The folk duo Men of Worth, featuring Donnie Macdonald and James Keigher, is set firmly in the traditional end of the Celtic-music spectrum.

The folk duo Men of Worth, featuring Donnie Macdonald and James Keigher, is set firmly in the traditional end of the Celtic-music spectrum.

Macdonald's and Keigher's authentic tunes and songs are so closely connected to their respective Scottish and Irish heritage that Macdonald sings some songs in Gaelic, and Keigher presents pieces from the oral traditions of his native County Mayo, Ireland.

The Siskiyou Institute will present Men of Worth in concert at 7 p.m. Saturday, March 19, at Paschal Winery, 1122 Suncrest Road, Talent.

"Our music has its history in the crofting (small farm) life of our homelands," says Macdonald in a press release. "It was part of everyday life, and it came to America with the immigrants a century ago. Now we're playing it again to audiences for whom it can only be a generational memory."

Macdonald and Keigher met in 1986 in the Celtic-music scene of Southern California and formed Men of Worth. The two multi-instrumentalists (mandolin, guitar, concertina, bodhran and others) perform soulful ballads and humorous upbeat tunes that are true to their roots.

The duo has about a dozen albums to its credit; the latest is "Great Intentions," released in 2008 on independent record label Mahog Music. The two perform at festivals and concert halls across the country, including the Craterian Ginger Rogers Theater in Medford and The Hult Center in Eugene. The men also take Celtic folk fans on guided tours to Scotland and Ireland.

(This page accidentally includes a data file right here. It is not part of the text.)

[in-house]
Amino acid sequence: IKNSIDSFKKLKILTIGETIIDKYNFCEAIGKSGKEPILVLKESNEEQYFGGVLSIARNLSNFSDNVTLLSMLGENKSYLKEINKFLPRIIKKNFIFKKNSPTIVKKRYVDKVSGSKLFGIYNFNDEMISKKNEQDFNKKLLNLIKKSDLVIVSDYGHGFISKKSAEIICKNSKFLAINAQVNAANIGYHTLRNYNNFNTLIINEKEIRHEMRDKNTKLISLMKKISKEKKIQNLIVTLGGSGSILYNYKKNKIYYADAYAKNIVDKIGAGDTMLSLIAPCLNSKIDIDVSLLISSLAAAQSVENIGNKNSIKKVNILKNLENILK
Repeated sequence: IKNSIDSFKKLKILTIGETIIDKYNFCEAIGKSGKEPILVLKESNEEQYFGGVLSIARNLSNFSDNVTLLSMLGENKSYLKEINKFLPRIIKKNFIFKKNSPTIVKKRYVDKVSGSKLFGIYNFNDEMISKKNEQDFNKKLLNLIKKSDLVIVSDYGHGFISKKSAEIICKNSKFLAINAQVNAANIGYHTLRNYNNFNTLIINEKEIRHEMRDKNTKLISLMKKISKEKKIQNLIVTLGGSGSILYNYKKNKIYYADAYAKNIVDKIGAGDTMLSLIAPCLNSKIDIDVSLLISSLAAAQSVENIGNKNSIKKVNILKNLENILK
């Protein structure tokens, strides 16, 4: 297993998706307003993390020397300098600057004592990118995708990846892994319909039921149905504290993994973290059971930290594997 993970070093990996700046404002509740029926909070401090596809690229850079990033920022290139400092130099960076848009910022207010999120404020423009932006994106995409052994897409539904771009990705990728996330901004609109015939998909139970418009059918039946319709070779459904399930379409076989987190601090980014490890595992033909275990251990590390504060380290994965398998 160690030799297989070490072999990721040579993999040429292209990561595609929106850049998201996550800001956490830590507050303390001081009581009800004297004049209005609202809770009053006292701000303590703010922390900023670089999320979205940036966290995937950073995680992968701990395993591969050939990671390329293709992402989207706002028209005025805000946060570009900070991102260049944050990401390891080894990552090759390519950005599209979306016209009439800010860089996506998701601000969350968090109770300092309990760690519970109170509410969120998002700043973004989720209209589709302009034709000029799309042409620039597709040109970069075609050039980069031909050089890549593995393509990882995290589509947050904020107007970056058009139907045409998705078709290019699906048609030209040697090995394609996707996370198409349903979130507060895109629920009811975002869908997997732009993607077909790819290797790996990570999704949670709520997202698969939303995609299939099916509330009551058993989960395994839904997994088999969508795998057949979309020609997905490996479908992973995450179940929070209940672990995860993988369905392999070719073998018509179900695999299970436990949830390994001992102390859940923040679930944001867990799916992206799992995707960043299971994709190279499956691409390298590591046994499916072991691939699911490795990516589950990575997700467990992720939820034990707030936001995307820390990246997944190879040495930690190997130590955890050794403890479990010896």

A natural progression has led Macdonald and Keigher to offer educational programs in schools. Their presentations include songs and melodies related to emigration, the Gaelic language, historical aspects of Celtic music and its influence on American music.

Keigher now lives in Talent, and Macdonald lives in Sacramento, Calif.

"The irony is that while were brought up in Scotland and Ireland, we listened the most eagerly to the music of America and not especially to our own areas," says Keigher in the press release. "On our radios, we heard Hank Williams Sr. and Jim Reeves. We wanted to see the Arkansas River, not Loch Lomond, and Reeves' hometown of Carthage in east Texas held more romance for me than the Isle of Lewis.

"Joni Mitchell, Neil Young and Crosby, Stills and Nash influenced me greatly," says Keigher.

Nevertheless, Keigher and Macdonald could not escape the emotion and tradition of their homeland's heritage.

"We could not grow away from those sounds," says Macdonald. "So we have preserved them as accurately and authentically as we can in our performances. We entertain people with the real music of our regions. We have an ancient, yet fresh musical story to tell."

Tickets to the show at Paschal Winery cost $20, $15 for members of the Siskiyou Institute. Proceeds will benefit the institute's Artists in Schools program.

For reservations, call 541-488-3869 or e-mail info@siskiyouinstitute.com.